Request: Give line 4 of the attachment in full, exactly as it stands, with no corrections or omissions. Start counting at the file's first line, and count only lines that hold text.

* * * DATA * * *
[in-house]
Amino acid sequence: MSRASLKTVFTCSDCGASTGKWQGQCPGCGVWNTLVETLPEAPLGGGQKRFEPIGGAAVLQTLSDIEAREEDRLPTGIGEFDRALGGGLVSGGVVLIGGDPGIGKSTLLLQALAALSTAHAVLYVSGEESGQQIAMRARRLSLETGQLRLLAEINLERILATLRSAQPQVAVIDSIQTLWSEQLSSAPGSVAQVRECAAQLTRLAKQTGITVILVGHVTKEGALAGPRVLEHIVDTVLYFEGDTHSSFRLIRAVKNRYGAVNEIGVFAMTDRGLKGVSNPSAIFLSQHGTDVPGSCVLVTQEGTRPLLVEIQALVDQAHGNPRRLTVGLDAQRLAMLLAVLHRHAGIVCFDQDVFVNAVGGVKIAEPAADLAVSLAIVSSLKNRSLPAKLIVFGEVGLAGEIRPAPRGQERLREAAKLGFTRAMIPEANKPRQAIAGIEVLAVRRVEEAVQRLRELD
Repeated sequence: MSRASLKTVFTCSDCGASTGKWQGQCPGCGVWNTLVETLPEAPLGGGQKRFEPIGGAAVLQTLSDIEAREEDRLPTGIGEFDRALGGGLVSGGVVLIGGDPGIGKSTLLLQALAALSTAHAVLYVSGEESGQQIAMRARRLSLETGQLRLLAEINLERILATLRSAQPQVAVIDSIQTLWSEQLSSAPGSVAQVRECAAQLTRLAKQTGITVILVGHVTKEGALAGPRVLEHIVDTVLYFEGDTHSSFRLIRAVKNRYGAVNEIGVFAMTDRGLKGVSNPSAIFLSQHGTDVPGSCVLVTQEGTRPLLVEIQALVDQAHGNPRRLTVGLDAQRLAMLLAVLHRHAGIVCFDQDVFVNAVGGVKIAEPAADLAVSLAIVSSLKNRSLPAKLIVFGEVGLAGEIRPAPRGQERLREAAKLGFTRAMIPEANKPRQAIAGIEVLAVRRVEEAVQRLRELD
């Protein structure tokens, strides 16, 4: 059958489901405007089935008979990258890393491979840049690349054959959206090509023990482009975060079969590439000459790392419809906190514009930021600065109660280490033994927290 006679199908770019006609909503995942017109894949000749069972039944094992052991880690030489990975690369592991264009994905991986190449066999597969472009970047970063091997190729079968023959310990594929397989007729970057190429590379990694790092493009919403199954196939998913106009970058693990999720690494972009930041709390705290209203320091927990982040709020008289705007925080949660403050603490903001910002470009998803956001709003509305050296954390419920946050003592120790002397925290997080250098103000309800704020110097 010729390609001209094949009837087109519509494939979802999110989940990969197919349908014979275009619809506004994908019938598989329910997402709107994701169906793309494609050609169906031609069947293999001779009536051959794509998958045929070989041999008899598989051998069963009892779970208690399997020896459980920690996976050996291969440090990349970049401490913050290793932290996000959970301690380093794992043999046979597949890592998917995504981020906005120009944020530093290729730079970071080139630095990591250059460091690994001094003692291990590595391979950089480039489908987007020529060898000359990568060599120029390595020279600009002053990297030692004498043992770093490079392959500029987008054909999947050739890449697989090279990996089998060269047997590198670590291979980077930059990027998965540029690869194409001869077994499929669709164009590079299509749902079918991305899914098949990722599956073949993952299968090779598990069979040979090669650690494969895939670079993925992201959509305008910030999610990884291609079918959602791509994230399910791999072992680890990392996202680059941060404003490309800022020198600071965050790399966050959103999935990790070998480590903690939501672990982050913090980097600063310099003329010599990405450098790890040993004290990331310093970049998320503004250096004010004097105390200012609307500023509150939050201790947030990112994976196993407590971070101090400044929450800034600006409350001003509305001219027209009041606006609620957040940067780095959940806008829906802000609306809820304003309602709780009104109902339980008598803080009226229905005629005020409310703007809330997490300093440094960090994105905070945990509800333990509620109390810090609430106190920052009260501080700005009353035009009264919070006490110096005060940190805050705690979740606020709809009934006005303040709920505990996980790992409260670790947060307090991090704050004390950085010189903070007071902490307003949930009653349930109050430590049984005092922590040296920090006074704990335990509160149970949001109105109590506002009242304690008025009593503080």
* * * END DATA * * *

């Protein structure tokens, strides 16, 4: 059958489901405007089935008979990258890393491979840049690349054959959206090509023990482009975060079969590439000459790392419809906190514009930021600065109660280490033994927290 006679199908770019006609909503995942017109894949000749069972039944094992052991880690030489990975690369592991264009994905991986190449066999597969472009970047970063091997190729079968023959310990594929397989007729970057190429590379990694790092493009919403199954196939998913106009970058693990999720690494972009930041709390705290209203320091927990982040709020008289705007925080949660403050603490903001910002470009998803956001709003509305050296954390419920946050003592120790002397925290997080250098103000309800704020110097 010729390609001209094949009837087109519509494939979802999110989940990969197919349908014979275009619809506004994908019938598989329910997402709107994701169906793309494609050609169906031609069947293999001779009536051959794509998958045929070989041999008899598989051998069963009892779970208690399997020896459980920690996976050996291969440090990349970049401490913050290793932290996000959970301690380093794992043999046979597949890592998917995504981020906005120009944020530093290729730079970071080139630095990591250059460091690994001094003692291990590595391979950089480039489908987007020529060898000359990568060599120029390595020279600009002053990297030692004498043992770093490079392959500029987008054909999947050739890449697989090279990996089998060269047997590198670590291979980077930059990027998965540029690869194409001869077994499929669709164009590079299509749902079918991305899914098949990722599956073949993952299968090779598990069979040979090669650690494969895939670079993925992201959509305008910030999610990884291609079918959602791509994230399910791999072992680890990392996202680059941060404003490309800022020198600071965050790399966050959103999935990790070998480590903690939501672990982050913090980097600063310099003329010599990405450098790890040993004290990331310093970049998320503004250096004010004097105390200012609307500023509150939050201790947030990112994976196993407590971070101090400044929450800034600006409350001003509305001219027209009041606006609620957040940067780095959940806008829906802000609306809820304003309602709780009104109902339980008598803080009226229905005629005020409310703007809330997490300093440094960090994105905070945990509800333990509620109390810090609430106190920052009260501080700005009353035009009264919070006490110096005060940190805050705690979740606020709809009934006005303040709920505990996980790992409260670790947060307090991090704050004390950085010189903070007071902490307003949930009653349930109050430590049984005092922590040296920090006074704990335990509160149970949001109105109590506002009242304690008025009593503080």